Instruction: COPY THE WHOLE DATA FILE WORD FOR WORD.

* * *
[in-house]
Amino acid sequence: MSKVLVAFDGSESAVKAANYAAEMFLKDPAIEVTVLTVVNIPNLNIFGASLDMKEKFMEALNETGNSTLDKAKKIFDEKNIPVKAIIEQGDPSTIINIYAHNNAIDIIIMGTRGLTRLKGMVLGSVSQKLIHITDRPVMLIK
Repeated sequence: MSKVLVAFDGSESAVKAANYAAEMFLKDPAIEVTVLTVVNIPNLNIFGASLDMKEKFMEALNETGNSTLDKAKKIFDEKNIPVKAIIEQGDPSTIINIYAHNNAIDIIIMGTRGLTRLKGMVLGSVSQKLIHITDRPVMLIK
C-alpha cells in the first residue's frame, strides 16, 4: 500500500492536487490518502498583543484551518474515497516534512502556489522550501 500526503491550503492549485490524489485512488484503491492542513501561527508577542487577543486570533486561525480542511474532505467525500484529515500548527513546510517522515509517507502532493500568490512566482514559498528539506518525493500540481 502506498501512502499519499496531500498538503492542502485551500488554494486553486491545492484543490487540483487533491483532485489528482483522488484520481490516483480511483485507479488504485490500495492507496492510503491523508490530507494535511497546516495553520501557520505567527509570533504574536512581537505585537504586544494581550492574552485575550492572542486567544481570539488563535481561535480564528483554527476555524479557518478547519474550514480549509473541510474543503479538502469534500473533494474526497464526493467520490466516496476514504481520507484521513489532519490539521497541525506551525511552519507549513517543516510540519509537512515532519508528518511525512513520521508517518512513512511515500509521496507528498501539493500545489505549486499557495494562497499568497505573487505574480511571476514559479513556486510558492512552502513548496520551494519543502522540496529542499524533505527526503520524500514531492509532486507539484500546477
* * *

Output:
[in-house]
Amino acid sequence: MSKVLVAFDGSESAVKAANYAAEMFLKDPAIEVTVLTVVNIPNLNIFGASLDMKEKFMEALNETGNSTLDKAKKIFDEKNIPVKAIIEQGDPSTIINIYAHNNAIDIIIMGTRGLTRLKGMVLGSVSQKLIHITDRPVMLIK
Repeated sequence: MSKVLVAFDGSESAVKAANYAAEMFLKDPAIEVTVLTVVNIPNLNIFGASLDMKEKFMEALNETGNSTLDKAKKIFDEKNIPVKAIIEQGDPSTIINIYAHNNAIDIIIMGTRGLTRLKGMVLGSVSQKLIHITDRPVMLIK
C-alpha cells in the first residue's frame, strides 16, 4: 500500500492536487490518502498583543484551518474515497516534512502556489522550501 500526503491550503492549485490524489485512488484503491492542513501561527508577542487577543486570533486561525480542511474532505467525500484529515500548527513546510517522515509517507502532493500568490512566482514559498528539506518525493500540481 502506498501512502499519499496531500498538503492542502485551500488554494486553486491545492484543490487540483487533491483532485489528482483522488484520481490516483480511483485507479488504485490500495492507496492510503491523508490530507494535511497546516495553520501557520505567527509570533504574536512581537505585537504586544494581550492574552485575550492572542486567544481570539488563535481561535480564528483554527476555524479557518478547519474550514480549509473541510474543503479538502469534500473533494474526497464526493467520490466516496476514504481520507484521513489532519490539521497541525506551525511552519507549513517543516510540519509537512515532519508528518511525512513520521508517518512513512511515500509521496507528498501539493500545489505549486499557495494562497499568497505573487505574480511571476514559479513556486510558492512552502513548496520551494519543502522540496529542499524533505527526503520524500514531492509532486507539484500546477